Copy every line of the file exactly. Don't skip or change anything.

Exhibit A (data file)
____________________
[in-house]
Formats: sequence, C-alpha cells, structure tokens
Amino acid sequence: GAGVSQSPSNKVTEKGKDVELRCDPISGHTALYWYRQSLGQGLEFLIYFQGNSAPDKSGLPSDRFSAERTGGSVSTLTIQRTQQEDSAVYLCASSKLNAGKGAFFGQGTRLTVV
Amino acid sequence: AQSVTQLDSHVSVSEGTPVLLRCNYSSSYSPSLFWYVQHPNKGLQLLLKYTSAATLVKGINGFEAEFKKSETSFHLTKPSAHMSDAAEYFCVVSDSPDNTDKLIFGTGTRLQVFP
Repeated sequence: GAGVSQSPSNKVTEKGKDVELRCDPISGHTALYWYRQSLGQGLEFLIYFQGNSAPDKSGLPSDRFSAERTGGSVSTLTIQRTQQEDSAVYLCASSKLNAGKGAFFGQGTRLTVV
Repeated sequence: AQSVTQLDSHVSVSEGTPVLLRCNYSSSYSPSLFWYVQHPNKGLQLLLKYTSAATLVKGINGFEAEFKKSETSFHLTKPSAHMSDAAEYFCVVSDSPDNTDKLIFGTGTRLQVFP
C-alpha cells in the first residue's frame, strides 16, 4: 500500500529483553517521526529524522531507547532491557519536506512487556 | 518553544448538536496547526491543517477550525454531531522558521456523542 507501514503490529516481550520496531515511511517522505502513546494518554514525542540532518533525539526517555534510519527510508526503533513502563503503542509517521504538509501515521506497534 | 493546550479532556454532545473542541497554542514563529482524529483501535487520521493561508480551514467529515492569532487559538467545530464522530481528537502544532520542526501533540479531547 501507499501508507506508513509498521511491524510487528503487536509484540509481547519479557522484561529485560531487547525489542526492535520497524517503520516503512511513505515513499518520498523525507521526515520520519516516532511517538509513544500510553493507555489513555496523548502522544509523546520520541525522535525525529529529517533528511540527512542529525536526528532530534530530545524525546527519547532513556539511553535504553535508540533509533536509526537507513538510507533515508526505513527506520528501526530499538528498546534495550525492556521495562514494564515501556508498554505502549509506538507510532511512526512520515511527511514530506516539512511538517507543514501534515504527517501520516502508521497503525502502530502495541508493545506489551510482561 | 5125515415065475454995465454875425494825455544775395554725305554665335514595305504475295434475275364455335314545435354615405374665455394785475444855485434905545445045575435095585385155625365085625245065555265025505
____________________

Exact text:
[in-house]
Formats: sequence, C-alpha cells, structure tokens
Amino acid sequence: GAGVSQSPSNKVTEKGKDVELRCDPISGHTALYWYRQSLGQGLEFLIYFQGNSAPDKSGLPSDRFSAERTGGSVSTLTIQRTQQEDSAVYLCASSKLNAGKGAFFGQGTRLTVV
Amino acid sequence: AQSVTQLDSHVSVSEGTPVLLRCNYSSSYSPSLFWYVQHPNKGLQLLLKYTSAATLVKGINGFEAEFKKSETSFHLTKPSAHMSDAAEYFCVVSDSPDNTDKLIFGTGTRLQVFP
Repeated sequence: GAGVSQSPSNKVTEKGKDVELRCDPISGHTALYWYRQSLGQGLEFLIYFQGNSAPDKSGLPSDRFSAERTGGSVSTLTIQRTQQEDSAVYLCASSKLNAGKGAFFGQGTRLTVV
Repeated sequence: AQSVTQLDSHVSVSEGTPVLLRCNYSSSYSPSLFWYVQHPNKGLQLLLKYTSAATLVKGINGFEAEFKKSETSFHLTKPSAHMSDAAEYFCVVSDSPDNTDKLIFGTGTRLQVFP
C-alpha cells in the first residue's frame, strides 16, 4: 500500500529483553517521526529524522531507547532491557519536506512487556 | 518553544448538536496547526491543517477550525454531531522558521456523542 507501514503490529516481550520496531515511511517522505502513546494518554514525542540532518533525539526517555534510519527510508526503533513502563503503542509517521504538509501515521506497534 | 493546550479532556454532545473542541497554542514563529482524529483501535487520521493561508480551514467529515492569532487559538467545530464522530481528537502544532520542526501533540479531547 501507499501508507506508513509498521511491524510487528503487536509484540509481547519479557522484561529485560531487547525489542526492535520497524517503520516503512511513505515513499518520498523525507521526515520520519516516532511517538509513544500510553493507555489513555496523548502522544509523546520520541525522535525525529529529517533528511540527512542529525536526528532530534530530545524525546527519547532513556539511553535504553535508540533509533536509526537507513538510507533515508526505513527506520528501526530499538528498546534495550525492556521495562514494564515501556508498554505502549509506538507510532511512526512520515511527511514530506516539512511538517507543514501534515504527517501520516502508521497503525502502530502495541508493545506489551510482561 | 5125515415065475454995465454875425494825455544775395554725305554665335514595305504475295434475275364455335314545435354615405374665455394785475444855485434905545445045575435095585385155625365085625245065555265025505